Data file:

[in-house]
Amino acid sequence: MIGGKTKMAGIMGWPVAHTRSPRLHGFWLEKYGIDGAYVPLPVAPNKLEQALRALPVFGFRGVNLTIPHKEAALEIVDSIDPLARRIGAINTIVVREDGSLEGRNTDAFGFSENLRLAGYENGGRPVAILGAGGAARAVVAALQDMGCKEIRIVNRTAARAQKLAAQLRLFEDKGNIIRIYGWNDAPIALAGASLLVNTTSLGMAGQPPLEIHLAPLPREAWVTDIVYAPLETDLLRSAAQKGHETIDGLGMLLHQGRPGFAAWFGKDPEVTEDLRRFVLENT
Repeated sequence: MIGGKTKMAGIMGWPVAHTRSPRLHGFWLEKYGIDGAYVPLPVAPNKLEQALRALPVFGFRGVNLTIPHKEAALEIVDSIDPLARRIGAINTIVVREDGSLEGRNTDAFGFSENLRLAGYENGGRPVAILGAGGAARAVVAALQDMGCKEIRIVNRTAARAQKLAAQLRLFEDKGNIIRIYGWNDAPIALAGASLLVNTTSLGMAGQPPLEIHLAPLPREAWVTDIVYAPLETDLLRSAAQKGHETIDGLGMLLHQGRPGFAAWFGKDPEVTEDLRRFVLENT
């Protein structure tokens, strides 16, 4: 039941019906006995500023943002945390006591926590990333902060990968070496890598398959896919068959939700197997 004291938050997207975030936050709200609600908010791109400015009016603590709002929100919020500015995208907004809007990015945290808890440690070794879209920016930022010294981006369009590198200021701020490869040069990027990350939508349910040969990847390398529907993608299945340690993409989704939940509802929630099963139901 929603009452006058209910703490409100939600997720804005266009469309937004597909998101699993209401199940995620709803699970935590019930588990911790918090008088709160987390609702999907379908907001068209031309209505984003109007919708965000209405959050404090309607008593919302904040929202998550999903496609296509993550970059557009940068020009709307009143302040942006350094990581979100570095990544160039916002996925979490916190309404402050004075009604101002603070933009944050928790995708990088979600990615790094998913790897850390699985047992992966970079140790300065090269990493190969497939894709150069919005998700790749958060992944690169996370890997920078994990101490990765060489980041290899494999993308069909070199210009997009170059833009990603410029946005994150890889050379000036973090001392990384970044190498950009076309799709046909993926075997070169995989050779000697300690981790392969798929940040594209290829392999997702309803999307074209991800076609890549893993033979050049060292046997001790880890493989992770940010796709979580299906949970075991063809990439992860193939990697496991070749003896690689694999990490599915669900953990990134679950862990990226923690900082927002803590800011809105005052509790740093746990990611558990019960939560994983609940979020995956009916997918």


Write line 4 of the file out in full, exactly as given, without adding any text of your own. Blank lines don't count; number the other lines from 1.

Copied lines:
């Protein structure tokens, strides 16, 4: 039941019906006995500023943002945390006591926590990333902060990968070496890598398959896919068959939700197997 004291938050997207975030936050709200609600908010791109400015009016603590709002929100919020500015995208907004809007990015945290808890440690070794879209920016930022010294981006369009590198200021701020490869040069990027990350939508349910040969990847390398529907993608299945340690993409989704939940509802929630099963139901 929603009452006058209910703490409100939600997720804005266009469309937004597909998101699993209401199940995620709803699970935590019930588990911790918090008088709160987390609702999907379908907001068209031309209505984003109007919708965000209405959050404090309607008593919302904040929202998550999903496609296509993550970059557009940068020009709307009143302040942006350094990581979100570095990544160039916002996925979490916190309404402050004075009604101002603070933009944050928790995708990088979600990615790094998913790897850390699985047992992966970079140790300065090269990493190969497939894709150069919005998700790749958060992944690169996370890997920078994990101490990765060489980041290899494999993308069909070199210009997009170059833009990603410029946005994150890889050379000036973090001392990384970044190498950009076309799709046909993926075997070169995989050779000697300690981790392969798929940040594209290829392999997702309803999307074209991800076609890549893993033979050049060292046997001790880890493989992770940010796709979580299906949970075991063809990439992860193939990697496991070749003896690689694999990490599915669900953990990134679950862990990226923690900082927002803590800011809105005052509790740093746990990611558990019960939560994983609940979020995956009916997918």